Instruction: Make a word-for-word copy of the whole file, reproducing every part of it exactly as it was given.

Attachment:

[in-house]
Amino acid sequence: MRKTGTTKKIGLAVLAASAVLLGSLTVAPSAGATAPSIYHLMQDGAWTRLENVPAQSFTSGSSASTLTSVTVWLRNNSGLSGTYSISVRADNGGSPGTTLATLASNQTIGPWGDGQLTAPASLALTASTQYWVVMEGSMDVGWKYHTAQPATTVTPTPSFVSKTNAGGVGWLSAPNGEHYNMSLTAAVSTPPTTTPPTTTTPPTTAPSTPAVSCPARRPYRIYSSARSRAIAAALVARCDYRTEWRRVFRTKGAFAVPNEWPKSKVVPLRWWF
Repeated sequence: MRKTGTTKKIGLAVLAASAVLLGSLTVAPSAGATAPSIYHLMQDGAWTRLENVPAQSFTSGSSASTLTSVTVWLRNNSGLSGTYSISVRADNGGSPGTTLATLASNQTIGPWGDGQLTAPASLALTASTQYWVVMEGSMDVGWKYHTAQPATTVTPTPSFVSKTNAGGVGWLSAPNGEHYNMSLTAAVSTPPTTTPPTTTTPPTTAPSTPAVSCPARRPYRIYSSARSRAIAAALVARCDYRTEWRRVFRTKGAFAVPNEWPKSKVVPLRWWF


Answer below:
[in-house]
Amino acid sequence: MRKTGTTKKIGLAVLAASAVLLGSLTVAPSAGATAPSIYHLMQDGAWTRLENVPAQSFTSGSSASTLTSVTVWLRNNSGLSGTYSISVRADNGGSPGTTLATLASNQTIGPWGDGQLTAPASLALTASTQYWVVMEGSMDVGWKYHTAQPATTVTPTPSFVSKTNAGGVGWLSAPNGEHYNMSLTAAVSTPPTTTPPTTTTPPTTAPSTPAVSCPARRPYRIYSSARSRAIAAALVARCDYRTEWRRVFRTKGAFAVPNEWPKSKVVPLRWWF
Repeated sequence: MRKTGTTKKIGLAVLAASAVLLGSLTVAPSAGATAPSIYHLMQDGAWTRLENVPAQSFTSGSSASTLTSVTVWLRNNSGLSGTYSISVRADNGGSPGTTLATLASNQTIGPWGDGQLTAPASLALTASTQYWVVMEGSMDVGWKYHTAQPATTVTPTPSFVSKTNAGGVGWLSAPNGEHYNMSLTAAVSTPPTTTPPTTTTPPTTAPSTPAVSCPARRPYRIYSSARSRAIAAALVARCDYRTEWRRVFRTKGAFAVPNEWPKSKVVPLRWWF